Wearing sunscreen is essential, especially if you live in Australia where two in three people will be diagnosed with a type of skin cancer by the age of 70.
Whilst sunscreen is one of the five keys ways to reduce the threat of skin cancer, research conducted in 2016-17 by the Cancer Council found that half of all Australians are confused about sunscreen. Over 3000 people, aged 18-69 participated in the survey (titled the National Sun Protection survey) and the headlines were:
- 55% of adults agreed that sunscreen can be used safely on a daily basis, down from 61% in 2013/14.
- 20% of adults agreed that people who use sunscreen regularly when outdoors don't get enough Vitamin D from the sun.
- 17% of adults agreed that ingredients in sunscreen are bad for health if used regularly.
In this blog we focus on the second finding, the concern that some people have around sunscreen preventing the body’s production of vitamin D.
Why is Vitamin D Important?
Vitamin D is critical for our overall health. It helps our body absorb the calcium it needs to strengthen our bones and muscles. Vitamin D deficiency can lead to serious health problems both in children (rickets) and adults (osteoporosis).
Sources of vitamin D are:
Ultraviolet (UV) radiation from the sun is the best source. When your skin is exposed to sunlight, it produces vitamin D. Ultraviolet B (UVB) rays interact with a protein called 7-DHC in the skin, converting it into vitamin D3, the active form of vitamin D.
Food (only 5-10%)
- Naturally occurring through foods such as fatty fish (salmon, mackerel and herring), liver, eggs
- Fortified in foods such as milk and dairy products
Daily exercise can assist with the body’s production of vitamin D and supplements may also be useful.
The body can only absorb a limited amount of vitamin D at a time and spending long periods of time under the sun does not increase vitamin D levels.
Why do People Believe Sunscreen Inhibits Vitamin D Production?
A proportion of Australians believe that the best way to get adequate vitamin D is through unprotected sun exposure. They think that using sunscreen or other protection methods from the sun will lead to vitamin D deficiency.
This belief can lead to serious problems such as skin cancer.
What do the Experts Say?
The Cancer Council Australia states, “Several studies have shown that sunscreen use in real life has minimal impact on Vitamin D levels over time. In summer, most of us get enough Vitamin D through incidental sun exposure. Deliberate excess sun exposure, even for those with Vitamin D deficiency, is never recommended.”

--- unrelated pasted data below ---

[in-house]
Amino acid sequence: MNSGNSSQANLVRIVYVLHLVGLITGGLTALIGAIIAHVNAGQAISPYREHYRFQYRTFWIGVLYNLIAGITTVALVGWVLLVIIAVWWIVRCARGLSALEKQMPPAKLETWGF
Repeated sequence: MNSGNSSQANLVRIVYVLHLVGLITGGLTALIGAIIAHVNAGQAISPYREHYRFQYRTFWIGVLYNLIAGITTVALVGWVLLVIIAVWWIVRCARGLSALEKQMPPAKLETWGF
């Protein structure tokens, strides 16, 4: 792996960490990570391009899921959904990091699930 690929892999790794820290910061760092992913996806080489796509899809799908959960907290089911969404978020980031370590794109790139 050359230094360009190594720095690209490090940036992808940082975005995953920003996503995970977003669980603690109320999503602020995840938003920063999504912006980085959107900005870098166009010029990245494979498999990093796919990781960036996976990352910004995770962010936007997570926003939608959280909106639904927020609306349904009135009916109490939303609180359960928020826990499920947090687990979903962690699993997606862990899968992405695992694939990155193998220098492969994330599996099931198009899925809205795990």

Additionally, recent research published in the British Journal of Dermatology, found that the benefits of sunscreen use can be obtained without compromising vitamin D levels. In fact, the study showed an increase of vitamin D in participants using sunscreen during a week of cloudless weather and very high UV index. You can read the extract here: https://www.sciencedaily.com/releases/2019/05/190509115443.htm
Finally, Health Direct Australia assert that vitamin D deficincy is a risk not for people who use sunscreen, rather for people whom:
- stay mostly indoors for health, work or other reasons
- have naturally dark skin
- cover their body for religious or cultural reasons
- avoid the sun for skin protection or due to medical reasons
- are obese
- have a health condition that affects vitamin D absorption
- take medicines that cause vitamin D to break down
- are a baby of a vitamin D deficient mother
What is the Optimal Way to Apply Sunscreen?
Sunscreen, when applied correctly, can protect your skin against skin cancer and premature aging.
The Cancer Council recommends using sunscreen on days when the UV Index is 3 or above. When UV levels are below 3 sun protection is not recommended, unless you work outdoors, are near reflective surfaces (like snow), or outside for extended periods. You can get a daily update on the UV rating at the Bureau of Meteorology: http://www.bom.gov.au/uv/
When applying sunscreen, you need to do it 20 minutes prior to sun exposure and in the following quantity:
- Minimum of one teaspoon per limb, one for the front of the body, one for the back and one for the head. A full body application for an adult should be at least 35mL or seven teaspoons.
It is also recommended you choose a sunscreen that has an SPF of 30 or higher, is water resistant, and provides broad-spectrum coverage, which means it protects you from UVA and UVB rays. To remain protected when outdoors, reapply sunscreen every two hours, or immediately after swimming or sweating
In addition to protecting your skin from harsh UV rays, you can help it glow with the Active Probiotic AMPERNA® range. As part of your holistic approach to skin care, the AMPERNA® range is suitable for all skin types and has been tested on eczema, perioral dermatitis, rosacea, acne prone skin and more. AMPERNA® is an Australian owned, ethical skincare brand, dedicated to creating revolutionary and unique formulas to help rebalance and transform the appearance of skin.
Go to https://amperna.com/ for more information.
Disclaimer: This article is for information only and should not be used for the diagnosis or treatment of medical conditions. If symptoms persist, we recommend that you see your GP or dermatologist.